It was assumed that groups that were deemed self-pay did not have any type of insurance. The American Indian/Alaskan group had 9.1% of respondents without insurance. Of note, the Hispanic group reported 8.5% as having no insurance; nonetheless, had a larger number of respondents than the American Indian/Alaskan group. The Black/African American group revealed an 8% no insurance rate. The Hispanic group demonstrated the highest percentage of patients with public insurance at 54.2% (N=1802) and the Black/African American group demonstrated the second highest percentage at 53.9% (N=1545). When comparing all categories of ethnicity/race, excluding the White group, Hispanics had the highest percentage of patients on public insurance or no insurance. Furthermore, the Hispanic group was the largest minority group in the sample population. Hispanics were followed by the Black/African American group in the percentage of patients on public insurance and no insurance.
CHF and Insurance Type
Table 1 below demonstrates the results of CHF diagnosis as cross tabulated with insurance type. The table does not account for ethnicity/race. The sample population was composed of patient who had an identified method of payment in the NAMCS 2010. The total sample population size was N=32,990. The majority of respondents totaled 18,144 patients in the private insurance group followed by the public insurance patients (N=12,908). Medicare beneficiaries and private insurance carriers made up the largest group of patients diagnosed with CHF with 1.11% and 0.73% respectively. Patients without insurance had 0.05% of the total diagnosed with CHF within the sample population.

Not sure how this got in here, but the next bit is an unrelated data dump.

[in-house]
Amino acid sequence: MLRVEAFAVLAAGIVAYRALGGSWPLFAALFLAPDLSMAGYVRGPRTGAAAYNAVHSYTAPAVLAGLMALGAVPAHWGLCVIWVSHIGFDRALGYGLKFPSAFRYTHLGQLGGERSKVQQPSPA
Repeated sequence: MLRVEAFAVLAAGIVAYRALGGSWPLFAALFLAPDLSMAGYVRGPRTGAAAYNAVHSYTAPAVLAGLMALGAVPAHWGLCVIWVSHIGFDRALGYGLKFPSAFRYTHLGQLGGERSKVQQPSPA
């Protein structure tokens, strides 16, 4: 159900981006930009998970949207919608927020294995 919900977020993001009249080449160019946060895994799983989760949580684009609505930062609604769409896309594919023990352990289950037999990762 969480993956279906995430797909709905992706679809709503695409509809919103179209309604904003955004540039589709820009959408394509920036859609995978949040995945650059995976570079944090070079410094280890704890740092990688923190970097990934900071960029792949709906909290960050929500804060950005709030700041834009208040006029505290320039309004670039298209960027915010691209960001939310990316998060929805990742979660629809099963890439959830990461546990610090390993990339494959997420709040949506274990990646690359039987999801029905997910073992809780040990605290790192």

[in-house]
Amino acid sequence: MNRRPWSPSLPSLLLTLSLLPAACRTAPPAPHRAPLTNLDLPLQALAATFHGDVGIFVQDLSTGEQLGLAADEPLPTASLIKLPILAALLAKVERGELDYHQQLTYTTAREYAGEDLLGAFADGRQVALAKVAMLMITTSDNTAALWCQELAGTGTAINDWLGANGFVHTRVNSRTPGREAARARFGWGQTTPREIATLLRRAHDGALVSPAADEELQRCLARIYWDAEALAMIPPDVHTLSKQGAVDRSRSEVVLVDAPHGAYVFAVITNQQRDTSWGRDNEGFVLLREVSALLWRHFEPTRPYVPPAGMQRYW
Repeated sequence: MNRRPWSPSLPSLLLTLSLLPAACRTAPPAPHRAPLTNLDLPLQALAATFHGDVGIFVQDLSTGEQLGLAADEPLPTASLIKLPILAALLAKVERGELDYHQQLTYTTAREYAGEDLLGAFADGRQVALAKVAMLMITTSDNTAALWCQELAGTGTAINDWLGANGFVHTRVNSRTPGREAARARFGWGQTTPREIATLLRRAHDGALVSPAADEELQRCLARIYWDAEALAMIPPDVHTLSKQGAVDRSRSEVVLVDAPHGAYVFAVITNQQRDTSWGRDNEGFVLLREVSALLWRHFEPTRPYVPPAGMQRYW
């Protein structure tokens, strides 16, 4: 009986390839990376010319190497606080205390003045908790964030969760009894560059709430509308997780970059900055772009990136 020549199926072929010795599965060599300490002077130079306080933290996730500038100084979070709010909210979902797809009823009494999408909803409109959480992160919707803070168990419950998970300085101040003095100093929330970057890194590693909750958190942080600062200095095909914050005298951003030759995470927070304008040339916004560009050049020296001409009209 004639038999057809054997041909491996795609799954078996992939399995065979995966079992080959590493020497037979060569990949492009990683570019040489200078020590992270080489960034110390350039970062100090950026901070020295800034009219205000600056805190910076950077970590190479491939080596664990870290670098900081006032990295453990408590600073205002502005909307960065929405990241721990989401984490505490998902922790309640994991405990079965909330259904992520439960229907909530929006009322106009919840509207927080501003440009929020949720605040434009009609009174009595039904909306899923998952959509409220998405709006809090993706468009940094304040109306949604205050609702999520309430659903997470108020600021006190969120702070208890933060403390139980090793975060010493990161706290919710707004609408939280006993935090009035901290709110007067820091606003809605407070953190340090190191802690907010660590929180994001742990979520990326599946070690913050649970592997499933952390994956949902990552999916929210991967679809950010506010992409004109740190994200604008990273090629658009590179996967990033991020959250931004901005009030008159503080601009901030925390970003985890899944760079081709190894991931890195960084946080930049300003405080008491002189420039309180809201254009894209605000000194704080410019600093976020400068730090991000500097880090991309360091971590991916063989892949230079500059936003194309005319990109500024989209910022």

Table 1. CHF diagnosis by insurance type
|Self-Pay (No Insurance)
CHF and Ethnicity/Race
Diagnosis of CHF was cross tabulated with ethnicity/race. The total population in the sample used for the analysis was 27,312 patient records. Table 2 illustrates the percentage of CHF diagnosis among the sample ethnicity/race population. The White category was the largest group diagnosed with CHF in the sample of population with 1.32%. Of the minority groups Black/African American reported the highest CHF diagnosis (0.23%) followed by Asian (0.11%) and Hispanic (0.09%).
Table 2. CHF diagnosis by ethnicity/race
|American Indian/Alaskan Native
The data sets where analyzed to determine the significance in the associations between the variables identified. A Chi-Squared test was employed using the data that was cross-tabulated. The analysis revealed the critical value (CV), degrees of freedom (df), and the p value. Significance of the associations were determined based on a p value of <0.05.